On a previous occasion, as he left the village, Israeli soldiers pulled his vehicle over, dragged him out and assaulted him.

Another IPS colleague, a cameraman from Reuters, was shot twice in both legs with a metal bullet with a 0.5 mm rubber coating at one Friday protest. The previous week he had been targeted directly with a tear gas canister.

“We are very concerned about the marked increase in the number of Palestinian journalists being deliberately targeted by the Israeli security forces,” said Reporters Without Borders in a statement  on the increase in violence by Israeli security forces against Palestinian journalists released last year.

“We reiterate our call to the Israeli authorities, especially the military, to respect the physical integrity of journalists covering demonstrations and we remind them that the United Nations Human Rights Council adopted a resolution on 28 March recognising the importance of media coverage of protests and condemning any attacks or violence against the journalists covering them.”

The situation was even worse during the Gaza war from July to August last year, when 17 Palestinian journalists were killed by the Israel Defence Forces (IDF) even when they were not in the proximity of the fighting.

IPS has witnessed numerous attacks on journalists over the years and has also been harassed by Israeli soldiers when trying to cover clashes.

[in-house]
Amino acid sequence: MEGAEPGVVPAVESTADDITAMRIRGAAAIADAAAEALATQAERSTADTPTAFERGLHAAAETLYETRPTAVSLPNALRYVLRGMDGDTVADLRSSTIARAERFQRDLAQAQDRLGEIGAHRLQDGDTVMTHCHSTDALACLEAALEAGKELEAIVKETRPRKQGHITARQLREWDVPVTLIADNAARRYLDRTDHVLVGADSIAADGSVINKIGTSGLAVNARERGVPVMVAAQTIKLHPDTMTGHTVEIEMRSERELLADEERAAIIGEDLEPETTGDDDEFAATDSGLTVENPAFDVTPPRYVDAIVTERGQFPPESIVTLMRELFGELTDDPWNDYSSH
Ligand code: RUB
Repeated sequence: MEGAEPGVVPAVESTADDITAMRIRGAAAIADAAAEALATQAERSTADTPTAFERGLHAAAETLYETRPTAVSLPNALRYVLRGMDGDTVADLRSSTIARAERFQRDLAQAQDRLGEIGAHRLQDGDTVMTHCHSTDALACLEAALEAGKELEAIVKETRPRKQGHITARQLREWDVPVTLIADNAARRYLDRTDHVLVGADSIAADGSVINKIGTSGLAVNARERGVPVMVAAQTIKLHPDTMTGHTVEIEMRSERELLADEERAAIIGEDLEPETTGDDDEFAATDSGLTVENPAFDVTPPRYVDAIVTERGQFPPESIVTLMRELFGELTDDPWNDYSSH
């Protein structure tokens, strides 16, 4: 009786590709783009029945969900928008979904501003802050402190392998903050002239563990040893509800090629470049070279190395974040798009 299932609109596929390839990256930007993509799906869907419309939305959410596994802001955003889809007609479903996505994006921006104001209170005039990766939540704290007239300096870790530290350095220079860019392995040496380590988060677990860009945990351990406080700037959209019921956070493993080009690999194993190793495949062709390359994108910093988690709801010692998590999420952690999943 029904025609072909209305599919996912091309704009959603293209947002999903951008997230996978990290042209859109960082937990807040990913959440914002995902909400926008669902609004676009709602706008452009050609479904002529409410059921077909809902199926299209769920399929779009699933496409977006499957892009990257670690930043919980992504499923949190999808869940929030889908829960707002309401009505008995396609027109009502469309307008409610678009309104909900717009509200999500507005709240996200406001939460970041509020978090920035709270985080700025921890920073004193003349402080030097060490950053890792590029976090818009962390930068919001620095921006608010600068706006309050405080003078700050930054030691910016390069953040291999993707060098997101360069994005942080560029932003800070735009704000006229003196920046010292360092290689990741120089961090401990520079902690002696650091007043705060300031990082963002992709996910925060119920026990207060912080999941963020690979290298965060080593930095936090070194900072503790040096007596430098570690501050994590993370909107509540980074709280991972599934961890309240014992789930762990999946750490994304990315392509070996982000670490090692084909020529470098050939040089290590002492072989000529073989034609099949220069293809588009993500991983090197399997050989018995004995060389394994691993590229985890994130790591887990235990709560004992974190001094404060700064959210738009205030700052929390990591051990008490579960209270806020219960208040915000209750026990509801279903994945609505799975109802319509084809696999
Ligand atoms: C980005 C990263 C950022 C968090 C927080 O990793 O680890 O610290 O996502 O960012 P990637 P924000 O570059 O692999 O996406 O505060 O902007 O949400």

Last Friday, I was held up for over two hours in the sun by Israeli soldiers as I tried to enter Kafr Qaddoum where major clashes were taking place.

During this time other members of the media, ambulances and other protesters were refused entrance.

With Israeli government press accreditation, an accreditation denied to most Palestinian journalists, I was able to contact the IDF spokesman who coordinated my entrance, but only after several hours of standing in the sun.

I was neither assaulted nor was any of my equipment confiscated from me, another privilege of being white and Western.

Another Palestinian colleague and cameraman came in for very different treatment a month ago when he had had his camera confiscated by an Israeli soldier outside the Jelazon refugee camp, near Ramallah.

When he tried to retrieve his expensive piece of equipment he was warned to back off and knew better than to pursue the issue.

However, when I took the matter up with the commanding officer the camera was returned to its owner after the officer had taken me aside on a charm offensive while ordering the Palestinian journalists to stand back.

On another occasion, I was accompanying a Palestinian ambulance which was trying to reach Jelazon camp to help Palestinian youths injured during clashes with the IDF.